Nowadays, doubt is more accepted by most societies even if some strict religious groups are still considering it as a moral failure and an enemy to faith. Doubt can be defined as being the unwillingness to step beyond what we know with certainty, which is an attitude of intellectual integrity rather than a moral failure. This statement doesn’t imply that faith is a moral failure. Each individual should reflect on his beliefs that were passed on from other generations since his birth. Therefore, doubt is a human way to reach our faith by eliminating beliefs that are not compatible with our personal convictions.

When we go back to Christianity, we found that today there are two divergent kinds of Christians: Those who are said to be conservative Christians because they are convinced that their religion is the only path to true faith, and those who are Christians because they are award and afraid of the eternal punishment of non- Christians.

Christian theology has been using religious doubt and faith as analyzed by Al Ghazali. This theology has summarized ways of reasoning is three different methods. The first method of reasoning is to follow the available dogma and Revelation as they are presented and interpreted. The second method consists of following your own reasoning to deal with religious beliefs. Finally, the third method is about experiencing religious knowledge. The two last methods both involve a huge amount of doubt. However, no method is better than the other; each one of the three helps individuals to find their way to truth following different paths depending on their personal perceptions and interpretations of religion.

All in all, there is no single way to interpret a religion. Each one should be given the alternative to look for the interpretation that suites more his personal convictions. Christianity has been known for being judgmental and for repressing its followers, but today it offers people a possibility to reflect on its dogma and considers doubt as a way to faith.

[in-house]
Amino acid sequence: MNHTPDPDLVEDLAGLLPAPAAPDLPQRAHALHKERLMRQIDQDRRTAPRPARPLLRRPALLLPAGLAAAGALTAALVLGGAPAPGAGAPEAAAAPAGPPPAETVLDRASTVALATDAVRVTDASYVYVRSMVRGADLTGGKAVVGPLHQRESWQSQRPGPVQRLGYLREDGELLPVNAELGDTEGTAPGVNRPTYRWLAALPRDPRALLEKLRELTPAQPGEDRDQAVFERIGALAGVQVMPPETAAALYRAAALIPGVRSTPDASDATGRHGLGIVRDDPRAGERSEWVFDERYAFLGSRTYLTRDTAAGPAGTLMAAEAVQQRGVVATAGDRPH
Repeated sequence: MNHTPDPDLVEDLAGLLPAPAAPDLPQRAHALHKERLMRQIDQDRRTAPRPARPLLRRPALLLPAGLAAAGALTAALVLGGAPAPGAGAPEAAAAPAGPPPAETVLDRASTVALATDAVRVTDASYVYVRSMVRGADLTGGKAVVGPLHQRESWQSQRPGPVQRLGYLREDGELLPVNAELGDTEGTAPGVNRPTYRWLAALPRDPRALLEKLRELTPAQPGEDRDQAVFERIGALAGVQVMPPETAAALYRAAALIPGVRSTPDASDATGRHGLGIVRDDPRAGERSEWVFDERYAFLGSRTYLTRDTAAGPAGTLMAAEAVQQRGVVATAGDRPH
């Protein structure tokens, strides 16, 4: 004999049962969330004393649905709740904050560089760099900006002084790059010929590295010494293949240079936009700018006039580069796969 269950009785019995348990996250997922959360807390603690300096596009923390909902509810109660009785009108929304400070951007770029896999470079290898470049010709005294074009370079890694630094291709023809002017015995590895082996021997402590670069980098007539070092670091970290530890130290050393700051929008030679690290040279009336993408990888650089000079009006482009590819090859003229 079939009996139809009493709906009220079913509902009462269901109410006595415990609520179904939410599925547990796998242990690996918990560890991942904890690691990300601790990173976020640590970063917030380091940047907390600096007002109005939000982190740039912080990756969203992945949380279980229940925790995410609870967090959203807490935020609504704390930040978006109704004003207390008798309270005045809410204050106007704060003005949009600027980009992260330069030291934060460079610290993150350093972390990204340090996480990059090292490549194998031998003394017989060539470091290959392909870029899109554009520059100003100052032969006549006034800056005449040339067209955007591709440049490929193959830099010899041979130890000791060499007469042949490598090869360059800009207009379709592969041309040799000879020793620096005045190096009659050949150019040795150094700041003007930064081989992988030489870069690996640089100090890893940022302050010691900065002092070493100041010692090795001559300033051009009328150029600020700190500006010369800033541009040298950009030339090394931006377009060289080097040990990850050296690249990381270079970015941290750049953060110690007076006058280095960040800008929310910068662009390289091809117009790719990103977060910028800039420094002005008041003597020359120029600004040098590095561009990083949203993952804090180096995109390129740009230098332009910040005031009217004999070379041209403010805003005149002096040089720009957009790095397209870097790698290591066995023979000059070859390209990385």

Now, let us discuss the concepts of faith and doubt in Hinduism. This religion is more elastic, tolerant, and liberal than Christianity in many of its aspects and traditions. One of Hinduism flexible aspects is the path proposed to its believers to reach the truth. For instance, there is Jnana Yoga and Karma Yoga. These two paths of salvation are different and are not the only ones. The first one focuses on knowledge and devotion, whereas the second one is about action. As a consequence, being a plural religion shows Hinduism tolerance and acceptance of doubt. Atman or Brahman is a person seeking eternity by reflection on his relationship with the Universal Self in order to reach the absolute truth and break the reincarnation’s cycle. To find salvation, believers should follow their own way. Thus, this freedom to choose the appropriate way to each individual reflects another aspect of accepting doubt among Hinduism faith.

Another aspect of tolerance toward doubt is illustrated by a passage in Bhagavad Gita, one of the main scriptures of Hinduism, in which the promise of salvation includes even those who have doubt about their faith: “When righteousness is weak and faints and unrighteousness exults in pride, then my Spirit arises on earth.” This is to say that even in case of doubt, an individual should deal with it and find its own way to the truth. Hinduism offers an endless number of ways to reach salvation for it followers and this pluralism is seen as a consideration of the different spiritual needs of people based on their different personalities. It allows individuals to choose their religious path without any constraint and gives them the possibility to change it as many times as it is necessary for them to find the right one. In this religion, people are reincarnated because they failed to reach salvation in their previous lives. This is a way to punish individuals for their mistakes in faith and at the same time give them another chance to break the reincarnation cycle. This is quite different from Christians’ notion of death, final judgement, and eternal Hell or Heaven. In addition, in Hinduism, the quest of the truth may take many lives contrary to monotheistic religions. It is more about being patient and exceeding the limitations of the self than following a predefined dogma and Revelation. Doubt is seen as a way to faith; it pushes individuals to think critically about themselves and their relations with the external world to find the truth.

To conclude, Hinduism and Christianity have clearly different perspectives about doubt. The first one considers questioning as an inescapable step in the process of looking for the truth; whereas the second one is not very tolerant when it comes to questioning its doctrine. This difference doesn’t make any one of these religions better than the other. However, one should not consider that religions that put limitations to doubt as bad ones. One should rather reflect on their own interpretation within what the religion offers as sacred texts and ideologies. Individuals that have beliefs that are quite different from the main religion may to choose to belong to a subgroup. Others may choose a single religion, but find some part of the truth in other ones. So, if the purpose of all religion is to help believers reach the truth, doubt and questioning should not be banished; rather it should be accepted and tolerated as part of the human way of thinking.

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Al-Ghazali’s Biography and Major Works. Retrieved November 7th, 2010, at: http://www.ghazali.org/